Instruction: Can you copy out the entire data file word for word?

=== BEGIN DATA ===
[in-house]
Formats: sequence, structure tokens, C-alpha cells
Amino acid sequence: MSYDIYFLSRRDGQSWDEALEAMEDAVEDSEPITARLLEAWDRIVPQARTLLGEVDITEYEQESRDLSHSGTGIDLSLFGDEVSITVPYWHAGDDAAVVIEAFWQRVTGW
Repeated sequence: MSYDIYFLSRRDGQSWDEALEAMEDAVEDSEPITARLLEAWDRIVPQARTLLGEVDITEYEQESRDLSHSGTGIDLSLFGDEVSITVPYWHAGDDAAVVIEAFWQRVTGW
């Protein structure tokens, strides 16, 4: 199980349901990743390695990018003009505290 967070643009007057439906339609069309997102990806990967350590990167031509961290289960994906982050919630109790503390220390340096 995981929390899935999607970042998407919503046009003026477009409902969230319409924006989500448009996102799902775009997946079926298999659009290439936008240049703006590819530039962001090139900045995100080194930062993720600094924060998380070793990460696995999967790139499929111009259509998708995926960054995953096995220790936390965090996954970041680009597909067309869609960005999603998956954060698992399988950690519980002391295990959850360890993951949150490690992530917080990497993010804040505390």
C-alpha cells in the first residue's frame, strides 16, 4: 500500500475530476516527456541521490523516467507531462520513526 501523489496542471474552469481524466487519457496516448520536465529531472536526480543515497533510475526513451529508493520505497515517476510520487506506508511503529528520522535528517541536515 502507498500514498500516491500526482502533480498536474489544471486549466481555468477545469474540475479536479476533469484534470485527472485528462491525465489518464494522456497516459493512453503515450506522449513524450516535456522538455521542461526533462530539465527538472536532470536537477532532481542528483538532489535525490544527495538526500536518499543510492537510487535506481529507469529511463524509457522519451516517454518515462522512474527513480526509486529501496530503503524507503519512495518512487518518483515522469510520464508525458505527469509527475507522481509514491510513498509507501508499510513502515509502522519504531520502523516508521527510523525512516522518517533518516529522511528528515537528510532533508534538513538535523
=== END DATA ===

[in-house]
Formats: sequence, structure tokens, C-alpha cells
Amino acid sequence: MSYDIYFLSRRDGQSWDEALEAMEDAVEDSEPITARLLEAWDRIVPQARTLLGEVDITEYEQESRDLSHSGTGIDLSLFGDEVSITVPYWHAGDDAAVVIEAFWQRVTGW
Repeated sequence: MSYDIYFLSRRDGQSWDEALEAMEDAVEDSEPITARLLEAWDRIVPQARTLLGEVDITEYEQESRDLSHSGTGIDLSLFGDEVSITVPYWHAGDDAAVVIEAFWQRVTGW
């Protein structure tokens, strides 16, 4: 199980349901990743390695990018003009505290 967070643009007057439906339609069309997102990806990967350590990167031509961290289960994906982050919630109790503390220390340096 995981929390899935999607970042998407919503046009003026477009409902969230319409924006989500448009996102799902775009997946079926298999659009290439936008240049703006590819530039962001090139900045995100080194930062993720600094924060998380070793990460696995999967790139499929111009259509998708995926960054995953096995220790936390965090996954970041680009597909067309869609960005999603998956954060698992399988950690519980002391295990959850360890993951949150490690992530917080990497993010804040505390």
C-alpha cells in the first residue's frame, strides 16, 4: 500500500475530476516527456541521490523516467507531462520513526 501523489496542471474552469481524466487519457496516448520536465529531472536526480543515497533510475526513451529508493520505497515517476510520487506506508511503529528520522535528517541536515 502507498500514498500516491500526482502533480498536474489544471486549466481555468477545469474540475479536479476533469484534470485527472485528462491525465489518464494522456497516459493512453503515450506522449513524450516535456522538455521542461526533462530539465527538472536532470536537477532532481542528483538532489535525490544527495538526500536518499543510492537510487535506481529507469529511463524509457522519451516517454518515462522512474527513480526509486529501496530503503524507503519512495518512487518518483515522469510520464508525458505527469509527475507522481509514491510513498509507501508499510513502515509502522519504531520502523516508521527510523525512516522518517533518516529522511528528515537528510532533508534538513538535523